In Turkey’s first ever presidential race, Recep Tayyip Erdogan, prime minister since 2003, has been elected with 52 per cent of the vote. His transition to the presidency is a turning point in the nation’s politics; the question is what path he will lead the country down now.

Sinan Ülgen
Sinan Ülgen is a senior fellow at Carnegie Europe in Brussels, where his research focuses on Turkish foreign policy, nuclear policy, cyberpolicy, and transatlantic relations.
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With a record as the country’s most senior politician, Mr Erdogan became a transformative figure in its political history. Not only did he win nine elections in a row, with a gradually rising share of the popular vote; he also oversaw a period of economic change, with per capita incomes increasing by 40 per cent in real terms.

He normalised civil-military relations and eliminated the army’s undue political influence. It was also during his leadership that Turkey began EU accession negotiations. But the secret to his enduring success is above all his ability to build a deep emotional connection with the country’s socially conservative heartland.

Yet despite these considerable achievements, Mr Erdogan will leave a qualified legacy. His recent record has been less admirable. Instead of using the strong support he enjoyed at home to transform Turkey into a genuine liberal democracy, he used it to justify his non-consensual leadership style, deepening existing social, cultural and religious schisms. He opted to increase his own power to the detriment of the country’s institutions. The personalisation of governance and the weakening of the rule of law combined with a low tolerance of dissent tarnished his own and the nation’s democratic credentials.

Now Mr Erdogan is moving to the presidency, how will Turkey be changed? The short answer is: not much for a year – and then it depends.

In his early days, President Erdogan is set to mimic Prime Minister Erdogan. He has made no secret of his ambition to introduce an executive presidency to replace the current parliamentary system. Having failed, in the last year of his tenure, to change the constitution so as to devolve more power to the presidency, his fallback position will be to operate as the country’s de facto executive president. His conservative AK party, with its Islamist roots, will remain at the helm of the government so he will use his moral authority as well as his formal and informal influence over the party to continue to steer Turkey’s politics. He will rely, for instance, on some never-used provisions of the constitution, such as the one introduced by the military junta in 1983 that allows the president to chair cabinet meetings.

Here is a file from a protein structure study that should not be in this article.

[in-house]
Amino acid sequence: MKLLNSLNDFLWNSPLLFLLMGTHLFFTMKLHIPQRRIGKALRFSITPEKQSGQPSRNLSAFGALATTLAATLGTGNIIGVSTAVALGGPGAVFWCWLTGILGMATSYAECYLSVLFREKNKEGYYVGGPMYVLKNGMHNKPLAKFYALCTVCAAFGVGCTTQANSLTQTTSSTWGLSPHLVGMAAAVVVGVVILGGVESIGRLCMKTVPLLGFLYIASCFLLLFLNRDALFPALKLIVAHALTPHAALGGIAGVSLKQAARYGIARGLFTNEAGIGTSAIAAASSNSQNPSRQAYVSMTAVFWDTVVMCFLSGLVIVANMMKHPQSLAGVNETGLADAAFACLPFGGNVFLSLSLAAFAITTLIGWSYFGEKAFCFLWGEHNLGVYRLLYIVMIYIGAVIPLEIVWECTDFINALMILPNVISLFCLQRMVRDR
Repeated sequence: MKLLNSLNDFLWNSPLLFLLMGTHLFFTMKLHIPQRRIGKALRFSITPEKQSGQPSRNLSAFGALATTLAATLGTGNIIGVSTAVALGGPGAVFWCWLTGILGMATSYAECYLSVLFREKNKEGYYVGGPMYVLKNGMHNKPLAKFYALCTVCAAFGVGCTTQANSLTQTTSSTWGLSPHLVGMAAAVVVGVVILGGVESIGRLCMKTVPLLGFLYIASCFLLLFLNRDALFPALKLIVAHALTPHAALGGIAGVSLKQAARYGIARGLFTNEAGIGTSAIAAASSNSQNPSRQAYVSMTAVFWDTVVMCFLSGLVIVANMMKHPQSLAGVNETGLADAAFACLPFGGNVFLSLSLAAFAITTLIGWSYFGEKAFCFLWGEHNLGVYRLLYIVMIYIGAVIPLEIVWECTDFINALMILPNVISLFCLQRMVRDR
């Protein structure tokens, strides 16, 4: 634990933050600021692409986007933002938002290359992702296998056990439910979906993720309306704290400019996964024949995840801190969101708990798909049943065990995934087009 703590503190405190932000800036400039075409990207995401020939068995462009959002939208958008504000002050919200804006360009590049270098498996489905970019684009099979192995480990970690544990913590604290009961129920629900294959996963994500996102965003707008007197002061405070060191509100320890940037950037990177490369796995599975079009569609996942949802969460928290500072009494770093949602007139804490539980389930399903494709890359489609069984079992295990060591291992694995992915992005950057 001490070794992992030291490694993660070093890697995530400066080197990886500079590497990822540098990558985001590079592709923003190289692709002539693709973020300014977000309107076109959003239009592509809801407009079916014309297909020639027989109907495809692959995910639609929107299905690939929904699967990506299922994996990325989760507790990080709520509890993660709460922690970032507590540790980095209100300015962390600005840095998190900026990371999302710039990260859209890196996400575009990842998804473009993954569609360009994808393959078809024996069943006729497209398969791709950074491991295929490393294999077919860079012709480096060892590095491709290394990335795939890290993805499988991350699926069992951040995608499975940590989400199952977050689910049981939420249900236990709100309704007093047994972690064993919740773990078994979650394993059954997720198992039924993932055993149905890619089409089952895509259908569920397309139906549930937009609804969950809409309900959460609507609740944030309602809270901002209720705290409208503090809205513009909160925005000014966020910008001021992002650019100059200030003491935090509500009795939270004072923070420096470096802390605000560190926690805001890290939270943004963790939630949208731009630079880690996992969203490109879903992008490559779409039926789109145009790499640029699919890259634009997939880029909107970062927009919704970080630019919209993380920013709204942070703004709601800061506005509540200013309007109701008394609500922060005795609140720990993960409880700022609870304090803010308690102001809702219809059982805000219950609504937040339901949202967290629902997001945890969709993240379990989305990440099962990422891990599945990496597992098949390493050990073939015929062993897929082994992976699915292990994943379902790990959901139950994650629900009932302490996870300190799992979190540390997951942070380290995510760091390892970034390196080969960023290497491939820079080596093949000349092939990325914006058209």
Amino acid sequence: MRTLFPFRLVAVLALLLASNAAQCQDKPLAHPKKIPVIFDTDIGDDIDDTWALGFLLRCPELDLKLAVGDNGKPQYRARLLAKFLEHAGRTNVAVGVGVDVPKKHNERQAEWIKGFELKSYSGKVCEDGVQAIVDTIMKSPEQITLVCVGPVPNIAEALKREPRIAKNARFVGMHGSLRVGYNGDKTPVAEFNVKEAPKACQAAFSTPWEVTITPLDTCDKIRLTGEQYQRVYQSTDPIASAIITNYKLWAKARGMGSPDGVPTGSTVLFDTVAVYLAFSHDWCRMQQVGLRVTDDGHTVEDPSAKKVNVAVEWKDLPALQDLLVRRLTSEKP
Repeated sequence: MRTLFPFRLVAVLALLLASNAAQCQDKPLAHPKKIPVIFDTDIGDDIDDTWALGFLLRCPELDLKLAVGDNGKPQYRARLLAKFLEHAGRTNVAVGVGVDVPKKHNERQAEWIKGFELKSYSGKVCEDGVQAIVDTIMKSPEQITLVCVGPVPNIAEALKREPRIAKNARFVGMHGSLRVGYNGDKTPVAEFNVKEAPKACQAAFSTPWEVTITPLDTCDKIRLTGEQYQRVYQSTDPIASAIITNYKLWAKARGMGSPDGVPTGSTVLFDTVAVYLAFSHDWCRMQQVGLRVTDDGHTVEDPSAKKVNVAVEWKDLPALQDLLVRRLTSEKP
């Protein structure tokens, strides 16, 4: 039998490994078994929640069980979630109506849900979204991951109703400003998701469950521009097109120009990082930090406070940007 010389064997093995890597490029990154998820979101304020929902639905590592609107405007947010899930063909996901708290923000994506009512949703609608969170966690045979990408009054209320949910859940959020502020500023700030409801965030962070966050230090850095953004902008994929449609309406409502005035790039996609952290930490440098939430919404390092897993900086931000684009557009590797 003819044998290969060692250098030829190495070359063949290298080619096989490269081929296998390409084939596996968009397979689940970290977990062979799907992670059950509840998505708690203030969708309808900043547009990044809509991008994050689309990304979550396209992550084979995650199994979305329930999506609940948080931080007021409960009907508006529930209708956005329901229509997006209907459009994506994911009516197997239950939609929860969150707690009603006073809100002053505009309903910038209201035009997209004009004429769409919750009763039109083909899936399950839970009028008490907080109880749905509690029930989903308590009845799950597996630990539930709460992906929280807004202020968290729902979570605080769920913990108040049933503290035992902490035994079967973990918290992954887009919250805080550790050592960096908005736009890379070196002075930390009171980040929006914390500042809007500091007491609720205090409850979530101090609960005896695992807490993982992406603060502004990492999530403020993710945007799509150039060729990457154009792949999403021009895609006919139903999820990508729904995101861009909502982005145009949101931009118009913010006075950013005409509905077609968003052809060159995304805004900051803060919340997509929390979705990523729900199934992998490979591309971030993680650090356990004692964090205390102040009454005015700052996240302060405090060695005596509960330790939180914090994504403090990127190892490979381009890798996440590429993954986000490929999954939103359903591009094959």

But this set-up is only temporary. A more permanent configuration will emerge after the 2015 parliamentary elections. Mr Erdogan’s ultimate objective is for his Justice and Development (AK) party to win a constitutional majority at these critical polls.

Then a presidential system can be introduced and he can become the omnipotent executive president. As a result, in his first year as president, he will focus much more on domestic politics with the aim of sustaining and even increasing the AK party’s popularity. He will have to accomplish a delicate balancing act to overcome the current constitutional restrictions on the bipartisanship of the presidency. The constitution, for instance, requires the president-elect to resign from his party to ensure impartiality.

The downside is that the current climate of polarisation is therefore very likely to continue unabated for at least a year. The upside is that Mr Erdogan will have to remain engaged in the Kurdish peace process, one of his important initiatives as prime minister, in order to enjoy the backing of Kurdish voters next year. A permanent settlement of this decades-old problem would eliminate the most pressing threat to political stability in Turkey, at a time when the security situation in the region is worsening.

Mr Erdogan’s main challenge in this regard will not be the frail and ineffective parliamentary opposition but rather the future leadership of his own party. To continue to be involved in daily politics, he will need a loyal and malleable prime minister as its next head. But choosing a weak leader will hurt the party’s popularity at the ballot box and could result in a coalition government, obliterating Mr Erdogan’s ambitions for a powerful presidency. Furthermore, unpopular leadership can lead to dissent within the party ranks. Yet choosing a more astute and respected politician, such as Abdullah Gul, the outgoing president – who is in no mood to end his political career and has alluded to political differences with Mr Erdogan – would gradually rob the new president of his political influence.

As much as these elections are important, next year’s parliamentary elections will be more instrumental in determining the future path of Turkey and the sustainability of Mr Erdogan’s political power. Yet the outcome of these elections will be influenced by Mr Erdogan’s first decision as Turkey’s president, namely the choosing of the next prime minister.

This article originally appeared in Financial Times.